ID Division Training Grant
This NIH-funded T32 Training Grant in the Division of Infectious Diseases, the Columbia Integrated Training Program in Infectious Disease Research, is dedicated to supporting research training of fellows in their second and third years. Drs. Anne-Catrin Uhlemann and Magda Sobieszczyk serve as the PIs of this training grant.
This interdisciplinary training grant is designed to provide the fellows with the necessary skillset to successfully pursue translational research whether it is primarily basic, implementation science or clinical/epidemiological. The objective is to train physician scientists and public health leaders who integrate new technologies such as genomics, epidemiology, implementation science and biomedical informatics into their research. The training opportunities are augmented by mentorship by faculty members in the division and other schools and departments across the university. to augment their research, fellows frequently take classes, or pursue a masters, at the Mailman School of Public Health.
The Training Grant areas of focus and faculty mentors include:
Microbial pathogenesis and genomics
- Antimicrobial resistance (Thomas McConville, Angela Gomez-Simmonds, Anne-Catrin Uhlemann)
- Microbial pathogenesis (Jonathan Dworkin, Anne Moscona, Alice Prince, Anne-Catrin Uhlemann)
- Malaria resistance (David Fidock, Jennifer Small-Saunders)
- Retroviral-host protein interactions (Stephen Goff, David Ho)
- Transplant immunology (Donna Farber, Megan Sykes)
- Microbial and viral genomics (Anne-Catrin Uhlemann, Tal Korem, PhD, Barun Mathema, Raul Rabadan, Angela Gomez-Simmonds)
- Pathogen discovery (Ian Lipkin)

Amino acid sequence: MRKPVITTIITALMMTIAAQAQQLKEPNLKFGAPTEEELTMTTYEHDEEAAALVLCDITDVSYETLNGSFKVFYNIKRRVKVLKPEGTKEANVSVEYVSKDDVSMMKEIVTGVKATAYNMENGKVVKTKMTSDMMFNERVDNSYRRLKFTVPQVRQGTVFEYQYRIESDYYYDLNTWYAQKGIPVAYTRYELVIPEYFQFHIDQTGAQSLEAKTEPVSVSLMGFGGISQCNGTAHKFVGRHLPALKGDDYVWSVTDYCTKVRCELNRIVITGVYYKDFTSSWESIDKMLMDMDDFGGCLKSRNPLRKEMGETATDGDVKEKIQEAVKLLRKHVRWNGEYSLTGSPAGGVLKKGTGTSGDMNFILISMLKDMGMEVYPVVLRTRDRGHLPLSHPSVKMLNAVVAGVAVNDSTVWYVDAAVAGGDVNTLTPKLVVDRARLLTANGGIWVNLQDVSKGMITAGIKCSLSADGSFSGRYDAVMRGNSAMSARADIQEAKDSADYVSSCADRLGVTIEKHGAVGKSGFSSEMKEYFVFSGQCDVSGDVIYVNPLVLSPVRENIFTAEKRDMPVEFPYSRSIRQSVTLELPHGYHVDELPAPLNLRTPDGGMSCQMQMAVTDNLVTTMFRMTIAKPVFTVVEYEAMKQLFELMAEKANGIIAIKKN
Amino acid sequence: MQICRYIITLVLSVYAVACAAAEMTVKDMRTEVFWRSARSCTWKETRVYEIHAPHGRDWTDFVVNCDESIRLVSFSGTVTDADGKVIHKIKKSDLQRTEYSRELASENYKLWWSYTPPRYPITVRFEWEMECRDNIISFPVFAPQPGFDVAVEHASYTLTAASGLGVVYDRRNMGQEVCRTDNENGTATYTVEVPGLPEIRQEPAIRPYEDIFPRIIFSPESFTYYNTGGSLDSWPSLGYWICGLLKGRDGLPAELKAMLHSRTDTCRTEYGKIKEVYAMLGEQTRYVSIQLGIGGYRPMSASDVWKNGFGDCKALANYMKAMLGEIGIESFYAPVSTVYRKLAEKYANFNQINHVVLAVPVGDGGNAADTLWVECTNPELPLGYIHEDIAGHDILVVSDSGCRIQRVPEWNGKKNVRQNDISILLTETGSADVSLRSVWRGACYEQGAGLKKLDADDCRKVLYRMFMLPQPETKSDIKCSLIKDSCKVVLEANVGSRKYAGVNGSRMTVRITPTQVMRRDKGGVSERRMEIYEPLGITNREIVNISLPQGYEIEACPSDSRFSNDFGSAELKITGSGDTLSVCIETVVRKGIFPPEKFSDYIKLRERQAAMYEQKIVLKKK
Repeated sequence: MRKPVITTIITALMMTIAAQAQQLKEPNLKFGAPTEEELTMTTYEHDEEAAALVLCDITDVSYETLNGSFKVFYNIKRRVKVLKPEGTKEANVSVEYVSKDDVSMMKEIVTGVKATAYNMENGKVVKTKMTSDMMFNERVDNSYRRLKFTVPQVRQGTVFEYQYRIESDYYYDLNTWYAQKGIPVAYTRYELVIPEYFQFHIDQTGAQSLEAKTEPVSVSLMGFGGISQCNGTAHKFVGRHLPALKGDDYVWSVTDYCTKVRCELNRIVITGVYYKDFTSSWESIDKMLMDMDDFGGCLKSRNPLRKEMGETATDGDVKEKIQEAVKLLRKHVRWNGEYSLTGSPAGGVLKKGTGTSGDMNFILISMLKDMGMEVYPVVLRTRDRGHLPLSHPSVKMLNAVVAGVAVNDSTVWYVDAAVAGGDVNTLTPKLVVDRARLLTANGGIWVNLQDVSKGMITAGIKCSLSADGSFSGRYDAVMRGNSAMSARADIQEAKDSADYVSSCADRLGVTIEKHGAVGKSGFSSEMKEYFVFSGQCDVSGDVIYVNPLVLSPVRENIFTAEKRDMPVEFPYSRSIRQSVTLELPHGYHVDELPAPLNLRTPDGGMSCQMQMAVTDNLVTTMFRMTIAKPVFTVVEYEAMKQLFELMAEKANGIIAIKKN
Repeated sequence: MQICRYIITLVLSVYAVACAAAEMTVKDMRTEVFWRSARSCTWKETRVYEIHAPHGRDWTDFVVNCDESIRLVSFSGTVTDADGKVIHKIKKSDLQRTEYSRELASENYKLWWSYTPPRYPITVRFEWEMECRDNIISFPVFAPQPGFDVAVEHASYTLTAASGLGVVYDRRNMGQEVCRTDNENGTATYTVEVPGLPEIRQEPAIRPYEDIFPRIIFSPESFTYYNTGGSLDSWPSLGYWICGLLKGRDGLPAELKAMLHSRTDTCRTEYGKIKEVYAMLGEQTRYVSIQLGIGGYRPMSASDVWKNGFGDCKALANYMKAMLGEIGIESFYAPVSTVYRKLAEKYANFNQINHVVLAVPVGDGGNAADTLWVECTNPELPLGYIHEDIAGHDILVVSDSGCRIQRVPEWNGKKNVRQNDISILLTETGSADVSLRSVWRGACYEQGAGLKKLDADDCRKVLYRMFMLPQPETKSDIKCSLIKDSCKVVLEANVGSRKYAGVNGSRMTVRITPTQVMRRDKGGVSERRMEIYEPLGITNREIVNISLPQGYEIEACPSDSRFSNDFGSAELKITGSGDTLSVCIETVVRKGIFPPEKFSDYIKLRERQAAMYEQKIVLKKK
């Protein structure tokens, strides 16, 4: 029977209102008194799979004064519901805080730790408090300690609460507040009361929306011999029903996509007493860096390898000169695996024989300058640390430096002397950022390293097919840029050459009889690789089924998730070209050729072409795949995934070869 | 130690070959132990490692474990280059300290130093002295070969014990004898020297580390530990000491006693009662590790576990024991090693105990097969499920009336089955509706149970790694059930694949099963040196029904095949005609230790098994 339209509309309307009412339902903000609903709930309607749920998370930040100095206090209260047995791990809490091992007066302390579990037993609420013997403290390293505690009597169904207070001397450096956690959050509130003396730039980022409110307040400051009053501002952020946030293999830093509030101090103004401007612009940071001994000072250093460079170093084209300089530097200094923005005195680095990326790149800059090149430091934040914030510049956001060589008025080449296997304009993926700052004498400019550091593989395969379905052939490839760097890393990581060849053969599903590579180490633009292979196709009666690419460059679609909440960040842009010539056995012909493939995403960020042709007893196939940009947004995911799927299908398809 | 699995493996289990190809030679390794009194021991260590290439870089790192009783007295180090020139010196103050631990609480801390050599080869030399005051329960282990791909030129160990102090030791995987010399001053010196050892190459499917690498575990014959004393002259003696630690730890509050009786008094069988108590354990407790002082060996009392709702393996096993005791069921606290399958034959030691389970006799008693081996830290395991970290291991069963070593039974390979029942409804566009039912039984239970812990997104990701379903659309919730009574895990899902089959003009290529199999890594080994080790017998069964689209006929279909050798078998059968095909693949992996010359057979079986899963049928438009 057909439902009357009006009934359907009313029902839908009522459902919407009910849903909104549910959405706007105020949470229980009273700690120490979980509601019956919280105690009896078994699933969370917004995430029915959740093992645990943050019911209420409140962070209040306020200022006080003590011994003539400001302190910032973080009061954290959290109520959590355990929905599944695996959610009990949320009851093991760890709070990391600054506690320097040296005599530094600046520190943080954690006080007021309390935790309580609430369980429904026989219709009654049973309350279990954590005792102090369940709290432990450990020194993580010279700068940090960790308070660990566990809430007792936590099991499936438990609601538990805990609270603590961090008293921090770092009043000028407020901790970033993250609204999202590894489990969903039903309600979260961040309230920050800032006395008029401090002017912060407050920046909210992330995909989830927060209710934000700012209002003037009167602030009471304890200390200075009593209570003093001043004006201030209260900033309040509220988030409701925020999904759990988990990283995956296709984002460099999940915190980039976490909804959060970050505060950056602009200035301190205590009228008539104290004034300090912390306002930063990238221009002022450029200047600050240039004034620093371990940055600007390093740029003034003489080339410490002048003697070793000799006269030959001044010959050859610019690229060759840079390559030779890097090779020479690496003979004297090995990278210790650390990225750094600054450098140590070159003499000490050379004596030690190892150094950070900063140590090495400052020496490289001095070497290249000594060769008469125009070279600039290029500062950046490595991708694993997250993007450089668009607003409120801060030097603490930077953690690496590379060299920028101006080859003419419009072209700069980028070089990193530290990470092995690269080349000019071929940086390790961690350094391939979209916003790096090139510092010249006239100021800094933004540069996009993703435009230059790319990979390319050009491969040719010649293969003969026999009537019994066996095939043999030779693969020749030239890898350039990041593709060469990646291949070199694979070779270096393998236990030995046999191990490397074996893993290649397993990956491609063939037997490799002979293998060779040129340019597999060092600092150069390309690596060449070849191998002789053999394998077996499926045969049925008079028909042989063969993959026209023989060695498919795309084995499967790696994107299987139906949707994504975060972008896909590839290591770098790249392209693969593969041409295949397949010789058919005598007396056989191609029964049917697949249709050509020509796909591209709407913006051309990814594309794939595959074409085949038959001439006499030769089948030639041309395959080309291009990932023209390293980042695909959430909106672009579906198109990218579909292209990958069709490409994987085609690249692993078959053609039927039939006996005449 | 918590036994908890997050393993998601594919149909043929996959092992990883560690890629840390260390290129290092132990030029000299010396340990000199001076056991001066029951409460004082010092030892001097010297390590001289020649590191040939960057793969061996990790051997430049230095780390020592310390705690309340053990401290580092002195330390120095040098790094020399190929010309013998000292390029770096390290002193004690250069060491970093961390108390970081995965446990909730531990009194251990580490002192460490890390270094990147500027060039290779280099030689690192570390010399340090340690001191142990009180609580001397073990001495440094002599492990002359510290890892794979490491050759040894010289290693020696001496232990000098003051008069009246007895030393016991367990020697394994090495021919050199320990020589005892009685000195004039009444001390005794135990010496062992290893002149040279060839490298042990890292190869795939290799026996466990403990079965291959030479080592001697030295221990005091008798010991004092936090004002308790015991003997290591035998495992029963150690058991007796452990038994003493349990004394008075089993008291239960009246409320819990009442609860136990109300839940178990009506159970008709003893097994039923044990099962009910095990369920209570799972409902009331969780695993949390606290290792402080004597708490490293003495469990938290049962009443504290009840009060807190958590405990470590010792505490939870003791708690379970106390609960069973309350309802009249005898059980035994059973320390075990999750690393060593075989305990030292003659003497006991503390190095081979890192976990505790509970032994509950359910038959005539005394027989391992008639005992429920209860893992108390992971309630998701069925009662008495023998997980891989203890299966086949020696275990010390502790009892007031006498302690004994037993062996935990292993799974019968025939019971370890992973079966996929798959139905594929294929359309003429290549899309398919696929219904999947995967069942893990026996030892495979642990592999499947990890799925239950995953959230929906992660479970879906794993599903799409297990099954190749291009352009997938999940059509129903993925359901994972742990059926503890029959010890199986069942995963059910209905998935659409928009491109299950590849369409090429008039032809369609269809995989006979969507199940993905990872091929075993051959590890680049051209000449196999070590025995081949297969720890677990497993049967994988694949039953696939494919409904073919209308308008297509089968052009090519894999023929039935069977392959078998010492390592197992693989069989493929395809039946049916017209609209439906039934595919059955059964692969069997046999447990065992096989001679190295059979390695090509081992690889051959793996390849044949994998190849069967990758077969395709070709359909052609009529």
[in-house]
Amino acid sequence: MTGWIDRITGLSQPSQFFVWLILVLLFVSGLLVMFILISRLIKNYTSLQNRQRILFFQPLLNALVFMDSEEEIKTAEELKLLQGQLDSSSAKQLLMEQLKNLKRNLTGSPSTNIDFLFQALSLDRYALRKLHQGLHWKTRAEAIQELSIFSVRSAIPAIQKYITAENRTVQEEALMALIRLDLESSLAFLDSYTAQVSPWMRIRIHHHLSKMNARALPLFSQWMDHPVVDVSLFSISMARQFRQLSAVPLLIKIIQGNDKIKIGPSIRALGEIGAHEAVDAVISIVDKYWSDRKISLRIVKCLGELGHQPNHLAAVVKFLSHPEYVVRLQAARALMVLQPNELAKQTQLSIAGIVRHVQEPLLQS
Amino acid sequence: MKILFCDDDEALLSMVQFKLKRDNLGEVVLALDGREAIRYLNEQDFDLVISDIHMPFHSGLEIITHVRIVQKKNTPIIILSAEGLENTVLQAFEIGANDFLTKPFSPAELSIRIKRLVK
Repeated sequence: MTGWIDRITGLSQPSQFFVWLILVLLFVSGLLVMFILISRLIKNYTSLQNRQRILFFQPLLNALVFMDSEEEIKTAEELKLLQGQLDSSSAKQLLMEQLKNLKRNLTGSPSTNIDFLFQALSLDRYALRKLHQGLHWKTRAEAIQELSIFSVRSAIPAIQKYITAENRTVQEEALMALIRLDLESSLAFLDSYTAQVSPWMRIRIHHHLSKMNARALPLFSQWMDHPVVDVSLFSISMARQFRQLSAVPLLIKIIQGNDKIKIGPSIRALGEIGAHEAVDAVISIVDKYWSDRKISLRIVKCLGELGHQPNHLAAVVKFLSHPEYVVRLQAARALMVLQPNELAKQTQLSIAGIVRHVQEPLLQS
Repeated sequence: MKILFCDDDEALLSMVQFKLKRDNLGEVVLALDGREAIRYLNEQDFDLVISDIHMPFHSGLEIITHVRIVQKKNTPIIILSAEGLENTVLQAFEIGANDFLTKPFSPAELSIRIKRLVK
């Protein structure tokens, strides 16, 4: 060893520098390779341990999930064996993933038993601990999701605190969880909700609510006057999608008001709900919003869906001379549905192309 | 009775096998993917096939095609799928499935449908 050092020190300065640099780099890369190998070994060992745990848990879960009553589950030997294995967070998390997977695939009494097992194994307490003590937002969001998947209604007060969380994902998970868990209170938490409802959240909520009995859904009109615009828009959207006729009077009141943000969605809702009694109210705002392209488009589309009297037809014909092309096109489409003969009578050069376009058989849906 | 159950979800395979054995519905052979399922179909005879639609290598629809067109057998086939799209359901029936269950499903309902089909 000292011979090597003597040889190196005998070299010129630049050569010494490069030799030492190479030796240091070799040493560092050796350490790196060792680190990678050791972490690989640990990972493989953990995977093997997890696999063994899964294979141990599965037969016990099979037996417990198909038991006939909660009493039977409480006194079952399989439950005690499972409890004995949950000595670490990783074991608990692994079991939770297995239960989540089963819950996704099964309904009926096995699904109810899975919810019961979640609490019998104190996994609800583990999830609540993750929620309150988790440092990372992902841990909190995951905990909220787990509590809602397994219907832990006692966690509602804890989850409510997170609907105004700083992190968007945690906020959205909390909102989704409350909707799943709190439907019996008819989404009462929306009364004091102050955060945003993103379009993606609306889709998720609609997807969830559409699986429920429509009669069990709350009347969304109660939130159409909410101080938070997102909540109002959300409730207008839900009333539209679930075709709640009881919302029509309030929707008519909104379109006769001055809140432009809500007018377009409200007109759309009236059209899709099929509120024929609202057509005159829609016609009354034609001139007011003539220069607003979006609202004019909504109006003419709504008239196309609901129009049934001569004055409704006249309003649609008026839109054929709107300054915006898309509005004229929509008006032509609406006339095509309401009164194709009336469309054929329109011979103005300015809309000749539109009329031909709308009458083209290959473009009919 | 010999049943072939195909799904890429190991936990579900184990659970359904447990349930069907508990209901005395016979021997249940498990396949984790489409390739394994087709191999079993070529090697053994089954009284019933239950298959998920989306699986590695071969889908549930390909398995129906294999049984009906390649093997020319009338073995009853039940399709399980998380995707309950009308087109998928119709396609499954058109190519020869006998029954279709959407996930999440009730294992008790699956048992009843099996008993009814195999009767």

- Biomedical informatics (Raul Rabadan, George Hripcsak, Tal Korem)
Clinical investigation, epidemiology and global health
- Hospital epidemiology and antimicrobial resistance (Angela Gomez-Simmonds, Barun Mathema, Lisa Saiman, Anne-Catrin Uhlemann)
- HIV treatment, prevention and complications (Louise Kuhn, Q. Abdool Karim, S. Abdool Karim, Robert H. Remien, Katrine Meyers, Magdalena Sobieszczyk, Michael Yin, Jason Zucker)
- Global Health (Louise Kuhn, Q. Abdool Karim, S. Abdool Karim, Barun Mathema, Max O’Donnell, Delivette Castor, Magdalena Sobieszczyk)
Health disparities and implementation science
- HIV and SARS-CoV-2 health outcomes (Delivette Castor, Katrine Meyers, D Duncan, Jason Zucker, Magda Sobieszczyk)
- Apply technology-enhanced approaches to improve uptake of and engagement in care among vulnerable communities (Delivette Castor, Katrine Meyers, Dustin Duncan, Jason Zucker, Magda Sobieszczyk)
- Behavioral, structural and mental health factors impacting uptake and persistence in prevention or treatment (Robert Remien, Dustin Duncan)
- Infectious disease modeling, social determinants and endemicity of COVID-19 (Jeffrey Shaman, Delivette Castor)
Our fellows are also able to take advantage of mentored research opportunities through the training grants available at ICAP/Mailman School of Public Health and the HIV Center for Clinical and Behavioral Studies at the institution.